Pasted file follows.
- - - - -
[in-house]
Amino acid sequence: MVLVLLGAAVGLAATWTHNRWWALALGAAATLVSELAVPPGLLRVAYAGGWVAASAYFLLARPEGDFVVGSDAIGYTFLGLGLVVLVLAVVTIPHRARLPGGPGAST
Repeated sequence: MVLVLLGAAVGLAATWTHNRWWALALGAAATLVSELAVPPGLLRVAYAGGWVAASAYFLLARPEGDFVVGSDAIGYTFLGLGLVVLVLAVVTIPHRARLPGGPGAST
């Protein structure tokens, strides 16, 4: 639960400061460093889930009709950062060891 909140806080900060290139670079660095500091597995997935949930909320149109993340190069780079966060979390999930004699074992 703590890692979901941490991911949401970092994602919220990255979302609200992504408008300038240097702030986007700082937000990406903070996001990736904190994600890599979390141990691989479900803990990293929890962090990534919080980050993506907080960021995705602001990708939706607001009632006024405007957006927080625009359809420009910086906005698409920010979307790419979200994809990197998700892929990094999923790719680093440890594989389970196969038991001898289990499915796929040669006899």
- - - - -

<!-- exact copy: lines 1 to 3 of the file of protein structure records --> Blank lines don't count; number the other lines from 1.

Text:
[in-house]
Amino acid sequence: MVLVLLGAAVGLAATWTHNRWWALALGAAATLVSELAVPPGLLRVAYAGGWVAASAYFLLARPEGDFVVGSDAIGYTFLGLGLVVLVLAVVTIPHRARLPGGPGAST
Repeated sequence: MVLVLLGAAVGLAATWTHNRWWALALGAAATLVSELAVPPGLLRVAYAGGWVAASAYFLLARPEGDFVVGSDAIGYTFLGLGLVVLVLAVVTIPHRARLPGGPGAST